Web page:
Airway Management Strategies for Brain-injured Patients Meeting Standard Criteria to Consider Extubation. A Prospective Cohort Study Academic Article uri icon

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abstract

  • RATIONALE: Patients with acute brain injury are frequently capable of breathing spontaneously with minimal ventilatory support despite persistent neurological impairment. OBJECTIVES: We sought to describe factors associated with extubation timing, success, and primary tracheostomy in these patients. METHODS: We conducted a prospective multicenter observational cohort study in three academic hospitals in Toronto, Canada. Consecutive brain-injured adults receiving mechanical ventilation for at least 24 hours in three intensive care units were screened by study personnel daily for extubation consideration criteria. We monitored all patients until hospital discharge and used logistic regression models to examine associations with extubation failure and delayed extubation. MEASUREMENTS AND MAIN RESULTS: Of 192 patients included, 152 (79%) were extubated and 40 (21%) received a tracheostomy without an extubation attempt. The rate of extubation failure within 72 hours was 32 of 152 (21%), which did not vary significantly between those extubated before (early; 6 of 37; 16.2%), within 24 hours (timely; 14 of 70; 20.0%), or more than 24 hours after meeting criteria to consider extubation (delayed; 12 of 45; 26.7%; P = 0.49). Delayed extubation was associated with lower a Glasgow Coma Scale (GCS) score at the time of consideration of extubation, absence of cough, and new positive sputum cultures. Factors independently associated with successful extubation were presence of cough (odds ratio [OR], 3.60; 95% confidence interval [CI], 1.42-9.09), fluid balance in prior 24 hours (OR, 0.75 per 1-L increase; 95% CI, 0.57-0.98), and age (OR, 0.97 per 10-yr increase; 95% CI, 0.95-0.99). A higher GCS score was not associated with successful extubation. CONCLUSIONS: Extubation success was predicted by younger age, presence of cough, and negative fluid balance, rather than GCS score at extubation. These results do not support prolonging intubation solely for low GCS score in brain-injured patients.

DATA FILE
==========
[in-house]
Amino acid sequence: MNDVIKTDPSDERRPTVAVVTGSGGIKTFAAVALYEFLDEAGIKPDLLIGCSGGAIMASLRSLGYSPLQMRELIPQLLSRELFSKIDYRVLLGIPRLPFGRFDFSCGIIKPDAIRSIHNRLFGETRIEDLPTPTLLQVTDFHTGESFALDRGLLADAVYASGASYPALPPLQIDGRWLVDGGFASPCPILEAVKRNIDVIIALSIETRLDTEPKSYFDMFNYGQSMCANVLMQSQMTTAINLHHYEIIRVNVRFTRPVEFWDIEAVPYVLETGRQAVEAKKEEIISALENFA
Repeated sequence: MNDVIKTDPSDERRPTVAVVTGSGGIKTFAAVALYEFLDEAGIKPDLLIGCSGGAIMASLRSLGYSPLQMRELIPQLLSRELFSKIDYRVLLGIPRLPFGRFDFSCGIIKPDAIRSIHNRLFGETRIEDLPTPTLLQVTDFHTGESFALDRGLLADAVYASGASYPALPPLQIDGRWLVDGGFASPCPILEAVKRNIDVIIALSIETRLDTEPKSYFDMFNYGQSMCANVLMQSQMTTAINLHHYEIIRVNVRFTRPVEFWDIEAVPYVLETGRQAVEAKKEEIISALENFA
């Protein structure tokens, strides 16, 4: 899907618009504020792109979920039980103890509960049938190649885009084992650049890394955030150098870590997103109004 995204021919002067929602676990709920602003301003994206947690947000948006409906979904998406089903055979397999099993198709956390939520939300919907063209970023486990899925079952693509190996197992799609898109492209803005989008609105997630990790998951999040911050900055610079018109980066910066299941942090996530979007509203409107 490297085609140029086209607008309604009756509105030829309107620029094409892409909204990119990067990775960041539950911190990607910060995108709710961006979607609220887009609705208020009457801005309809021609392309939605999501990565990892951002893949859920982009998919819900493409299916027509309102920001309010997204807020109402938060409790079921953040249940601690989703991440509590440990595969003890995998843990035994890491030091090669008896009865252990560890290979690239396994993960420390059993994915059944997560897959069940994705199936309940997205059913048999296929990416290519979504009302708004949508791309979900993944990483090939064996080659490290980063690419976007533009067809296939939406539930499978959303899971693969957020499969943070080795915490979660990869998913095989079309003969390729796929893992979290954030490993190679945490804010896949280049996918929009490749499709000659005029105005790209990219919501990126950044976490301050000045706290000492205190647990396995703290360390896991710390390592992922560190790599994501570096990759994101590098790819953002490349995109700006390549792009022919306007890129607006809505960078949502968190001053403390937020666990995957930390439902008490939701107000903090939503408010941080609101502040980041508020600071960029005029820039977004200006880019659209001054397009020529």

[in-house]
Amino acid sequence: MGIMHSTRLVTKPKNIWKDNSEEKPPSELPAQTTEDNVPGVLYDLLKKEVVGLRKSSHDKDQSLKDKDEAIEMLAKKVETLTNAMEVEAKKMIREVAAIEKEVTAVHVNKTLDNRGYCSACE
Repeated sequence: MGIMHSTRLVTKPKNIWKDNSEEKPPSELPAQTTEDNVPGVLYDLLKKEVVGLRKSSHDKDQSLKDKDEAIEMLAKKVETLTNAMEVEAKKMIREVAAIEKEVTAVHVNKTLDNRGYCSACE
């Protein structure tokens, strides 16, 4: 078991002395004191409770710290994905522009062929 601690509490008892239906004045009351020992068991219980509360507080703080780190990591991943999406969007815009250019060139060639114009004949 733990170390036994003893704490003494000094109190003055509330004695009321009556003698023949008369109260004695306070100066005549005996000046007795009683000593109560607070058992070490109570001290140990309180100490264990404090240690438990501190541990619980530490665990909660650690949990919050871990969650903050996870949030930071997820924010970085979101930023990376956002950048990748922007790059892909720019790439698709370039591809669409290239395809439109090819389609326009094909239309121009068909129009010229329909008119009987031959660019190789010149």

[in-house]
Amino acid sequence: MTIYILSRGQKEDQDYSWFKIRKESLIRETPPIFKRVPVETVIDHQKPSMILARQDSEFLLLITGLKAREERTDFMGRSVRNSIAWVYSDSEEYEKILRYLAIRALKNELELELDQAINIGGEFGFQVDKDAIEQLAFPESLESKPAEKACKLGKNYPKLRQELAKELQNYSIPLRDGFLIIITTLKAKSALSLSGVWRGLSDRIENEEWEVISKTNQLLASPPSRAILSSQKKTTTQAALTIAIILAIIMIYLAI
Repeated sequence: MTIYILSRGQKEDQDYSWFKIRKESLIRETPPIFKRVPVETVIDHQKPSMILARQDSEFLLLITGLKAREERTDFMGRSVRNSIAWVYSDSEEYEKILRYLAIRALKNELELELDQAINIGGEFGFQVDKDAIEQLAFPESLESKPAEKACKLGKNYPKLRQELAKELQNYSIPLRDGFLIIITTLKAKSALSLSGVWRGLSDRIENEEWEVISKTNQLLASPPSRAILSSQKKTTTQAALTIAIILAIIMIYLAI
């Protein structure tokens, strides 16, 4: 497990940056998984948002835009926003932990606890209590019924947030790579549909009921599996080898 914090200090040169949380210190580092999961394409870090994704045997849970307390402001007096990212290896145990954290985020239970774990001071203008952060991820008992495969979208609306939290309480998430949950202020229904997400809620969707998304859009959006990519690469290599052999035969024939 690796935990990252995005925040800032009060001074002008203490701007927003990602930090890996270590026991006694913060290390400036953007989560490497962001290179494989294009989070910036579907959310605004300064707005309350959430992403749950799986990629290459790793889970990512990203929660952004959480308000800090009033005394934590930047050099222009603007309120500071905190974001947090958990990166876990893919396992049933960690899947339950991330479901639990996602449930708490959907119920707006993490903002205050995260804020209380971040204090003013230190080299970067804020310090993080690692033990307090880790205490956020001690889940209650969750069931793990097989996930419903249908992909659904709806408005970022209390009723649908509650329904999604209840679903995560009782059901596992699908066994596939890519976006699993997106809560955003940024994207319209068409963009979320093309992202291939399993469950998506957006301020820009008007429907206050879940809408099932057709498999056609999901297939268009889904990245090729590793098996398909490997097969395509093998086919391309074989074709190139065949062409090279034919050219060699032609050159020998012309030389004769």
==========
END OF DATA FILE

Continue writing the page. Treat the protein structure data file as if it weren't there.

authors

  • McCredie, Victoria A
  • Ferguson, Niall D
  • Pinto, Ruxandra L
  • Adhikari, Neill KJ
  • Fowler, Robert A
  • Chapman, Martin G
  • Burrell, Althea
  • Baker, Andrew J
  • Cook, Deborah
  • Meade, Maureen
  • Scales, Damon C

publication date

  • January 2017

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